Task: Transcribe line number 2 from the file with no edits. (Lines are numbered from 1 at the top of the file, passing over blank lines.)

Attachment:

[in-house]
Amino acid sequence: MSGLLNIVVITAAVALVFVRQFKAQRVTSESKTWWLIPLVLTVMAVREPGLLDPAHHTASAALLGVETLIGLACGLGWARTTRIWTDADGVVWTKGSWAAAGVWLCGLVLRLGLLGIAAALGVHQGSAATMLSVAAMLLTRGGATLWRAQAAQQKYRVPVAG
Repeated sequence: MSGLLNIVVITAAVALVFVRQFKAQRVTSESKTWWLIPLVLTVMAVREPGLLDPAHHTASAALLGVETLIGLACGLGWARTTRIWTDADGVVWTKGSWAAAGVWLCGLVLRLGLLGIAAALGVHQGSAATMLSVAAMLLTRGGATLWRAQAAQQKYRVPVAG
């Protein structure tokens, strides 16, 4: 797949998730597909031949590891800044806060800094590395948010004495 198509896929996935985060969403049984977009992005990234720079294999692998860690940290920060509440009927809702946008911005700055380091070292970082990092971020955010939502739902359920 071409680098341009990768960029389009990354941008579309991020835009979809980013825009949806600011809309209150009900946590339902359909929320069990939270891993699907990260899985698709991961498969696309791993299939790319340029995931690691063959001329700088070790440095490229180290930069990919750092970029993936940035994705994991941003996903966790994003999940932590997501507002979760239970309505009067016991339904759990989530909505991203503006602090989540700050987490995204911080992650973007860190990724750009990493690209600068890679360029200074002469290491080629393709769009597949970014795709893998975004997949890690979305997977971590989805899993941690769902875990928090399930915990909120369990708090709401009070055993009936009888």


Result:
Amino acid sequence: MSGLLNIVVITAAVALVFVRQFKAQRVTSESKTWWLIPLVLTVMAVREPGLLDPAHHTASAALLGVETLIGLACGLGWARTTRIWTDADGVVWTKGSWAAAGVWLCGLVLRLGLLGIAAALGVHQGSAATMLSVAAMLLTRGGATLWRAQAAQQKYRVPVAG